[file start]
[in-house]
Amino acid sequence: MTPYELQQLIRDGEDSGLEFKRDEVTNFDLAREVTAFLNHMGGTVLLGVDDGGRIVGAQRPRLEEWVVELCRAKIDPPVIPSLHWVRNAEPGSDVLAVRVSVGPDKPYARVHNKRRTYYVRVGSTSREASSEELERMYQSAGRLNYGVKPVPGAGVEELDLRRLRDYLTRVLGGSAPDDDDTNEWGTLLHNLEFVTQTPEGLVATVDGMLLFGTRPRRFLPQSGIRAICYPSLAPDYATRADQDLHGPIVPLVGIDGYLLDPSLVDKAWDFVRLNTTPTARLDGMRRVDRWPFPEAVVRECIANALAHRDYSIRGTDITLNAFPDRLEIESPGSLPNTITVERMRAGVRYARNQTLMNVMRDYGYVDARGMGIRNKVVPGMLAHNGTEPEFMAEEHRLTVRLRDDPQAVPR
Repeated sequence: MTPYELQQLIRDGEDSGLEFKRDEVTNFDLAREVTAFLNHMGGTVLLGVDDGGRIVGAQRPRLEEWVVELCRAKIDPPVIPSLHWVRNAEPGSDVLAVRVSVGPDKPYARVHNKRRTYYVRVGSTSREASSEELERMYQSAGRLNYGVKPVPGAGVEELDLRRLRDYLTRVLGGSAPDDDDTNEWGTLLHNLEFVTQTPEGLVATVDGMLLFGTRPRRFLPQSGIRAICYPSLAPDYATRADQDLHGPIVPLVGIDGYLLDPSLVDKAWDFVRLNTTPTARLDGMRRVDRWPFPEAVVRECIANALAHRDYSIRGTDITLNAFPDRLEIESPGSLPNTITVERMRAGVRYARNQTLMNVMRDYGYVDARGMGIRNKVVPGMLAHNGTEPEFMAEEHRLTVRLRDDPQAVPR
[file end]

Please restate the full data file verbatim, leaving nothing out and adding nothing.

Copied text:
[in-house]
Amino acid sequence: MTPYELQQLIRDGEDSGLEFKRDEVTNFDLAREVTAFLNHMGGTVLLGVDDGGRIVGAQRPRLEEWVVELCRAKIDPPVIPSLHWVRNAEPGSDVLAVRVSVGPDKPYARVHNKRRTYYVRVGSTSREASSEELERMYQSAGRLNYGVKPVPGAGVEELDLRRLRDYLTRVLGGSAPDDDDTNEWGTLLHNLEFVTQTPEGLVATVDGMLLFGTRPRRFLPQSGIRAICYPSLAPDYATRADQDLHGPIVPLVGIDGYLLDPSLVDKAWDFVRLNTTPTARLDGMRRVDRWPFPEAVVRECIANALAHRDYSIRGTDITLNAFPDRLEIESPGSLPNTITVERMRAGVRYARNQTLMNVMRDYGYVDARGMGIRNKVVPGMLAHNGTEPEFMAEEHRLTVRLRDDPQAVPR
Repeated sequence: MTPYELQQLIRDGEDSGLEFKRDEVTNFDLAREVTAFLNHMGGTVLLGVDDGGRIVGAQRPRLEEWVVELCRAKIDPPVIPSLHWVRNAEPGSDVLAVRVSVGPDKPYARVHNKRRTYYVRVGSTSREASSEELERMYQSAGRLNYGVKPVPGAGVEELDLRRLRDYLTRVLGGSAPDDDDTNEWGTLLHNLEFVTQTPEGLVATVDGMLLFGTRPRRFLPQSGIRAICYPSLAPDYATRADQDLHGPIVPLVGIDGYLLDPSLVDKAWDFVRLNTTPTARLDGMRRVDRWPFPEAVVRECIANALAHRDYSIRGTDITLNAFPDRLEIESPGSLPNTITVERMRAGVRYARNQTLMNVMRDYGYVDARGMGIRNKVVPGMLAHNGTEPEFMAEEHRLTVRLRDDPQAVPR